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- Campaigning suspended after Manchester blast
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- SNP postpones manifesto launch
Mrs May's U-turn gets a drubbing in Tuesday's press.
Labour is warning the Conservatives could "come for" benefits including free bus passes and TV licences after "breaking promises" on social care and announcing plans to means-test winter fuel payments.
Debbie Abrahams, the shadow work and pensions secretary, said the Conservatives had "plunged pensioners into insecurity".
She said they had "attempted to back away from their plans but only raised more questions about what they were going to do instead".
"Given the gaping hole in the Tory plans, and the dumping of their existing promises, the risk is now that the Tories could have other nasty surprises for pensioners up their sleeves.
"There’s a real possibility that other hard-earned benefits like bus passes and free TV licenses could be next.”
The promises in the Tory manifesto are clearly no longer worth the paper they’re written on. So we are today calling for Theresa May to come clean, set out what exactly she’s planning and rule out definitively further attacks on pensioners’ living standards."
The Daily Mail's Stephen Glover has been speaking to Newsnight.
Finally and conspicuously, two newspapers choose not to mention Mrs May at all.
The Mirror chooses an unflattering image of Mrs May - or as it dubs her - Mrs U-turn, for its front page.
The top trending hashtag this evening is #bbcelection, with more than 31,000 tweets about Theresa May's performance in her BBC interview with Andrew Neil.
Some users have likened the encounter to a "car crash" while others have commented on her use of the term "fake claim" and the suggestion that Jeremy Corybn was trying to "sneak in the back door of Number 10".
Ministers were quick to support the prime minister's performance on social media...
But others were less convinced.
Meanwhile, we await the next leaders' interview.
Theresa May "caved into pressure", says The Times, adding that the prime minister was "ridiculed" for saying nothing had changed.
The Independent speaks of a "rattled" Theresa May and calls her apparent change of heart a "humiliating climbdown".
Welsh Labour launched its manifesto for the general election on Monday, promising partnership between Cardiff and Westminster.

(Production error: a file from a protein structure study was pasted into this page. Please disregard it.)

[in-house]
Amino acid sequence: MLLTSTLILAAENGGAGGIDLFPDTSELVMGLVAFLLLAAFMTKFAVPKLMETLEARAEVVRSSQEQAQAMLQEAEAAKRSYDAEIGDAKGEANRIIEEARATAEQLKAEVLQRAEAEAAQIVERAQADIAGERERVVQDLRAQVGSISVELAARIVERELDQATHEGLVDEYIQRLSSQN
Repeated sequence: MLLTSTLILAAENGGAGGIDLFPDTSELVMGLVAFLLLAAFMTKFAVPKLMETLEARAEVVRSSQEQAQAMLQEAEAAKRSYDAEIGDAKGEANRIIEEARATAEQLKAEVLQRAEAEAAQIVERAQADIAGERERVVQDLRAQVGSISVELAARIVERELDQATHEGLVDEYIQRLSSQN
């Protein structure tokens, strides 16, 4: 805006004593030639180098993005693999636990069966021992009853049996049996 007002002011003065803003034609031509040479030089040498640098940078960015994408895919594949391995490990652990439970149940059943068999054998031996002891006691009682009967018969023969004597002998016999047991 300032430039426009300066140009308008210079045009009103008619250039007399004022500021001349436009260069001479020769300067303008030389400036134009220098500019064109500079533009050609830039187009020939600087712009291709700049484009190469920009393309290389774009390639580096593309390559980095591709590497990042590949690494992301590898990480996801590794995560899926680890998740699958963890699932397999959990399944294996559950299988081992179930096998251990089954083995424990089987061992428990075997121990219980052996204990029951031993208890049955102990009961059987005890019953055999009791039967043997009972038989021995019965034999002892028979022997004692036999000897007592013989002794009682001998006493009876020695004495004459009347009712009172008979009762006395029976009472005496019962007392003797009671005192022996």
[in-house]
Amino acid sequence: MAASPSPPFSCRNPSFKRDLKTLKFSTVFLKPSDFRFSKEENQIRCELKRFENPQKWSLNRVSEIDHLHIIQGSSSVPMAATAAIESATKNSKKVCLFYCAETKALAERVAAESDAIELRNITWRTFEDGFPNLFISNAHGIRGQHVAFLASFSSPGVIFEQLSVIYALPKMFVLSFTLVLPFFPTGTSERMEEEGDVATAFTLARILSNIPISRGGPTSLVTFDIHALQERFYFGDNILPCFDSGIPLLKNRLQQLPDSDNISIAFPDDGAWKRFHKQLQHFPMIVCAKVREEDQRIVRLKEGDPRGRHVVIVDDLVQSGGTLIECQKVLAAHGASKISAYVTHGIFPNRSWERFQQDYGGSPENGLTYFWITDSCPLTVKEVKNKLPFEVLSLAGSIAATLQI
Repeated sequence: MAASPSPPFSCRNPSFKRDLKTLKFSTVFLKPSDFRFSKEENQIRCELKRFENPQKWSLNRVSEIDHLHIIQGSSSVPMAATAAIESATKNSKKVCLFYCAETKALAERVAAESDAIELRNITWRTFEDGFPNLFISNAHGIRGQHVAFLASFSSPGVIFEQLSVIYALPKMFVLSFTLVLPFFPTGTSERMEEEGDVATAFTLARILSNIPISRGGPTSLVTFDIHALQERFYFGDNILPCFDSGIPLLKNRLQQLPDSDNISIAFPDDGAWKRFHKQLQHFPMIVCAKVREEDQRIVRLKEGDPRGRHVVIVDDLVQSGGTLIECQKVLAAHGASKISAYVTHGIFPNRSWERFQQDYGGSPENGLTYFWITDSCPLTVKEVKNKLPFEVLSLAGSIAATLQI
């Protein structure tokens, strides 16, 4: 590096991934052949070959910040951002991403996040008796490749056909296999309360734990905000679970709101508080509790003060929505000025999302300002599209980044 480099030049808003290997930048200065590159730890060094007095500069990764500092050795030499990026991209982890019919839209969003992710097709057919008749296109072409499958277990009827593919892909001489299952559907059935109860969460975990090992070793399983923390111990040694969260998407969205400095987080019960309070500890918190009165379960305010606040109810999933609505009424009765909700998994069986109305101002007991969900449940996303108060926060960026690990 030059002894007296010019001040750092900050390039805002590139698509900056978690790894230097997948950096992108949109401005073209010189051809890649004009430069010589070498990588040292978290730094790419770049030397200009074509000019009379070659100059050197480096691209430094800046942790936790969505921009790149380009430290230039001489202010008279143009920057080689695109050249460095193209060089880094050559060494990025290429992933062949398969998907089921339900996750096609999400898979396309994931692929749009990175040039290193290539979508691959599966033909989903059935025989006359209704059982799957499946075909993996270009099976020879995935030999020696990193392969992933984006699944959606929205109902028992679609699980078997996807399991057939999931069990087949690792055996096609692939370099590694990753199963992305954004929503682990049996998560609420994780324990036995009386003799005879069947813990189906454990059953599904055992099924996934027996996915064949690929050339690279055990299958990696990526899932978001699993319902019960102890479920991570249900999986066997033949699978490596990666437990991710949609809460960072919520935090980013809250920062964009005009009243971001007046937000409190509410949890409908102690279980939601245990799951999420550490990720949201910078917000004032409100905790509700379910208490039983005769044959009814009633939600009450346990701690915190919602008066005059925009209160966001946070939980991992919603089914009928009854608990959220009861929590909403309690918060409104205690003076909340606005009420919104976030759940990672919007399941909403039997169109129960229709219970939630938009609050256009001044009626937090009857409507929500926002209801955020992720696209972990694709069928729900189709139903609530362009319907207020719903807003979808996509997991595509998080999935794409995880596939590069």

Mrs May and her apparent "manifesto meltdown" share the Guardian's front page with the Facebook moderation story.
The Daily Telegraph opts for the queen of baking and the Queen herself for its front page picture - but top of the news is Mrs May's "U-turn".
The paper says it makes her the first prime minister "in living memory" to change a manifesto pledge.
She's not the top story but Theresa May is top of the page for the Express - which welcomes the social care costs cap.
The first of Tuesday's front pages to come in is the Metro and it features Theresa May's announcement on capping social care costs.
If you want to register to vote on 8 June, you've got less than two and a half hours left to do so. And you won't be alone - according to the government's tracker website, yesterday there were more than 200,000 applications to join the electoral register - the highest since last year's EU referendum.
Tim Farron was been harangued by Labour activists on his way in to a question and answer session with members of the public in Brixton, London.
The Liberal Democrat leader invited the protesters to join them inside - but they declined.
Mr Farron has since been (perhaps understandably?) spotted in the pub.
Voters in some parts of London say they cannot relate to politicians in their area.
Breaking news: Tim Farron has stopped for a drink. The Lib Dem leader, fresh from a Q&A in Brixton, was spotted by an eagle-eyed reader who sent us this admittedly slightly grainy pic from the pub.
Tim Farron is asked about some of the Lib Dems' leaflets in the Vauxhall constituency. You say the Tories can't win here, but they came second last time, and the Lib Dems were "nearly last" says an undecided voter in the audience (the Lib Dems were actually a distant fourth).
Mr Farron says it's "blindingly obvious" from looking at posters in houses that it is a fight between the Lib Dems and Labour.